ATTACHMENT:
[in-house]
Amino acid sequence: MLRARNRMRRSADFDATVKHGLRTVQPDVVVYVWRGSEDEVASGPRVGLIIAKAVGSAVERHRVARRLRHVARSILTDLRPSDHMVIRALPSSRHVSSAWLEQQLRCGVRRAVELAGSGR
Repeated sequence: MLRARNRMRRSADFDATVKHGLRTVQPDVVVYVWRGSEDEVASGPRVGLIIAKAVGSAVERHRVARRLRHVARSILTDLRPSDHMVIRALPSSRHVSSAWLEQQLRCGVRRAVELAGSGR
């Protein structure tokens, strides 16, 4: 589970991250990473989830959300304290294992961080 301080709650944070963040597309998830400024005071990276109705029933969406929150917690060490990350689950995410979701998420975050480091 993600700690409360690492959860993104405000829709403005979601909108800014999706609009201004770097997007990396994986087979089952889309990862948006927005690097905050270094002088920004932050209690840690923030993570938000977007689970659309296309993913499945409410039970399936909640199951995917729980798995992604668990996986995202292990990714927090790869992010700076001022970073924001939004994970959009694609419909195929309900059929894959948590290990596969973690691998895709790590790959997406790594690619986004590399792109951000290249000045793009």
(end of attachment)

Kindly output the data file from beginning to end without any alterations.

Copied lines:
[in-house]
Amino acid sequence: MLRARNRMRRSADFDATVKHGLRTVQPDVVVYVWRGSEDEVASGPRVGLIIAKAVGSAVERHRVARRLRHVARSILTDLRPSDHMVIRALPSSRHVSSAWLEQQLRCGVRRAVELAGSGR
Repeated sequence: MLRARNRMRRSADFDATVKHGLRTVQPDVVVYVWRGSEDEVASGPRVGLIIAKAVGSAVERHRVARRLRHVARSILTDLRPSDHMVIRALPSSRHVSSAWLEQQLRCGVRRAVELAGSGR
């Protein structure tokens, strides 16, 4: 589970991250990473989830959300304290294992961080 301080709650944070963040597309998830400024005071990276109705029933969406929150917690060490990350689950995410979701998420975050480091 993600700690409360690492959860993104405000829709403005979601909108800014999706609009201004770097997007990396994986087979089952889309990862948006927005690097905050270094002088920004932050209690840690923030993570938000977007689970659309296309993913499945409410039970399936909640199951995917729980798995992604668990996986995202292990990714927090790869992010700076001022970073924001939004994970959009694609419909195929309900059929894959948590290990596969973690691998895709790590790959997406790594690619986004590399792109951000290249000045793009």